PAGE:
Social Websites, Unite!

Posted By BrokenClaw on August 19, 2007

Social websites are popping up everywhere… Friendster, MySpace, Facebook, Bebo, Twitter, Jaiku, Pownce, Flickr… the list goes on and on. The idea is that you create virtual groups of friends so you can share everything online and keep each other informed. You can share news, photos, music, links, or you can just tell everyone where you are and what you are doing. The competition for these sites is to get you to sign up for an account. They’re all free (mostly), and easy to do. The problem is that they only work if your friends are on the same site. And the hot site today may not be so hot tomorrow, so you move on to another site.

My question is, where are the web developers when you need them? Why can’t you just communicate between social websites? Yes, I know you can set up RSS feeds to aggregate your posts in and out, and there are other services which will let you post simultaneously on different websites, but you still have to have an account on each one to use them.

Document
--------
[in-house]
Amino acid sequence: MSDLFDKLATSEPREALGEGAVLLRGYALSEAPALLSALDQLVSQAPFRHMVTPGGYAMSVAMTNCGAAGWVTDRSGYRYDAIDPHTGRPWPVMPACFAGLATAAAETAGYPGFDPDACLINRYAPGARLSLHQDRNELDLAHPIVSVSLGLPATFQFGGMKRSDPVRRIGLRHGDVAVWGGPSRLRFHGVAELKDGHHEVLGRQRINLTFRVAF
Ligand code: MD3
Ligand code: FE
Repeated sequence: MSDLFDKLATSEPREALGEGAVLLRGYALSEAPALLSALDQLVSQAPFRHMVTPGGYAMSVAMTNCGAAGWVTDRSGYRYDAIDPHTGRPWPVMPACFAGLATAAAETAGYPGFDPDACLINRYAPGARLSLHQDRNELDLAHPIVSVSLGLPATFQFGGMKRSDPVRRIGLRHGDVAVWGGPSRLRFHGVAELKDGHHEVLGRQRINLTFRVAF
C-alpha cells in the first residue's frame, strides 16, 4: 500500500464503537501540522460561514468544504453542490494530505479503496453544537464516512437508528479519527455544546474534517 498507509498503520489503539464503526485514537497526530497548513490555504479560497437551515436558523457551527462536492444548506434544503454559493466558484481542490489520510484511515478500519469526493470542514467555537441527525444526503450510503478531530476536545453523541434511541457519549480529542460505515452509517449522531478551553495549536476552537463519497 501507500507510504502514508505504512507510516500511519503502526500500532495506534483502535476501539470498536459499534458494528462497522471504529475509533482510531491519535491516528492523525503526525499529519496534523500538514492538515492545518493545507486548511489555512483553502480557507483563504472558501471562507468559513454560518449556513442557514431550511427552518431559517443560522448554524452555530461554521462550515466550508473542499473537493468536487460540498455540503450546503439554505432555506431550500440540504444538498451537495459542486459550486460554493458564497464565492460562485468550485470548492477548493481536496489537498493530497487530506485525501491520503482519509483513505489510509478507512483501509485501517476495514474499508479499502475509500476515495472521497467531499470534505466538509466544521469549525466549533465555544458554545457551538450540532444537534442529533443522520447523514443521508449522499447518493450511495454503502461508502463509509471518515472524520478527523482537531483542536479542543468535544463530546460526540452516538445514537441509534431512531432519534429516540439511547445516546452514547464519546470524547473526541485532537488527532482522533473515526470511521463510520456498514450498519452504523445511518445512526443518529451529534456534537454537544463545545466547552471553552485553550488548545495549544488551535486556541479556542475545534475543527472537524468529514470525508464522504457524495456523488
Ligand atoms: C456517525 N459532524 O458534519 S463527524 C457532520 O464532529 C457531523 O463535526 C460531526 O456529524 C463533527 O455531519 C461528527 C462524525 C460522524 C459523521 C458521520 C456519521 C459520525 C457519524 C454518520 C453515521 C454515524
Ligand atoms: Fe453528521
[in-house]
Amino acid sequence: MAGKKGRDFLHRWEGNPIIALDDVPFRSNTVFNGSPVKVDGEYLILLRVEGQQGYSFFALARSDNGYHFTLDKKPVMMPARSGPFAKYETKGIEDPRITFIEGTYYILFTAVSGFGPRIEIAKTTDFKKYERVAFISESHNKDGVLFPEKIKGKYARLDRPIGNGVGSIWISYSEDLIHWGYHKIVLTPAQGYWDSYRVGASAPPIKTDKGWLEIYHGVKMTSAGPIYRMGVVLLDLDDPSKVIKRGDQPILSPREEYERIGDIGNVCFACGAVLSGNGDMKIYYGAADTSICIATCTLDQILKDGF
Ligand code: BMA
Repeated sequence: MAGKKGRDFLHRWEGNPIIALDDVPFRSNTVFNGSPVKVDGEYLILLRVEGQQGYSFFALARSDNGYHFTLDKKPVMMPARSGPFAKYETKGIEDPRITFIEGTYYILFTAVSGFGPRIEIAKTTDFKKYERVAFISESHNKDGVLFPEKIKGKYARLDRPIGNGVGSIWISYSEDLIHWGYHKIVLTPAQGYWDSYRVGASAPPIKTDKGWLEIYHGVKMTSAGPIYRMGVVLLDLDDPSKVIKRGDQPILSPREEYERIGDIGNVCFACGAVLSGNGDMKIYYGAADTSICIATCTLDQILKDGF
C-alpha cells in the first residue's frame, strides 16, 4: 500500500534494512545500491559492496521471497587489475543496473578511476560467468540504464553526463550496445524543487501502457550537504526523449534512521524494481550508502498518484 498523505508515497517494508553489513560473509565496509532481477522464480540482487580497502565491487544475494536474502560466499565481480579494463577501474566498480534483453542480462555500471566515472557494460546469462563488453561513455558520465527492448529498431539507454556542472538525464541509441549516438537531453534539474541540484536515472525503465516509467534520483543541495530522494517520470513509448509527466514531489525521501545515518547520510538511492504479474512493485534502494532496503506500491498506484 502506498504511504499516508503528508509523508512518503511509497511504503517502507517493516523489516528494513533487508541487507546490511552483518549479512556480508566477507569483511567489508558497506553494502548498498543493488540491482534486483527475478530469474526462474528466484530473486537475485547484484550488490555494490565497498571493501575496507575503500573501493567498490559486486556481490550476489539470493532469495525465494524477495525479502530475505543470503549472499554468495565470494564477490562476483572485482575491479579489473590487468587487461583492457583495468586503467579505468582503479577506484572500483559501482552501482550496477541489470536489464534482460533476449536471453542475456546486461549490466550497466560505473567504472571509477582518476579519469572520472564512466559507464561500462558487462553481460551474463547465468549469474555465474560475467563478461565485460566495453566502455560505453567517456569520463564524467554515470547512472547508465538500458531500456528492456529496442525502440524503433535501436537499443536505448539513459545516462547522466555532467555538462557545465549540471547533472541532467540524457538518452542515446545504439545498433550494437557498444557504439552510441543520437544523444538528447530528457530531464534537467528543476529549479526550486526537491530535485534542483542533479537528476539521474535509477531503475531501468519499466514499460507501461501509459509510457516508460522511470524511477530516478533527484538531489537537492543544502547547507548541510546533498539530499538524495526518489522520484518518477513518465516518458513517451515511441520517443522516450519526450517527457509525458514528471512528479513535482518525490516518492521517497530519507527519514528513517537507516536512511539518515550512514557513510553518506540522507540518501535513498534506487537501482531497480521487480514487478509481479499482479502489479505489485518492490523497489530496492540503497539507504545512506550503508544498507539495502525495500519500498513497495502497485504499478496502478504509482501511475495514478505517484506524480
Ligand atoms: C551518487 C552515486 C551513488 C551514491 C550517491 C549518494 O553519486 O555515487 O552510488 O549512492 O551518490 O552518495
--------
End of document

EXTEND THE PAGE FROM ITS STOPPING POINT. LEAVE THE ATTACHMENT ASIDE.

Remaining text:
In 1971, Ray Tomlinson developed the modern email application by standardizing the use of the @ symbol. He created a protocol whereby computer files could be sent across the network to people who were on different domains — you know, like could send a message to Tiger and Flea didn’t have to have accounts on the same domain to exchange data. (Yes, I know that was in the old Arpanet days, before there were any dot coms, but you get my point.) The same should be true of social network websites. If you have a Facebook, you should be able to add a friend from MySpace or Bebo, without creating an account on those sites. The application and protocol should exist for you to create the same friends list across websites, just like Tomlinson’s email.

Disclaimer: and are fictional characters at fictional domains. Any resemblance to actual persons or websites is purely coincidental.

Now that I think about it, maybe I’ll write the protocol myself. Let me fire up my GW-BASIC interpreter and see what I can do. Wait, I might need Turbo Pascal for this one.


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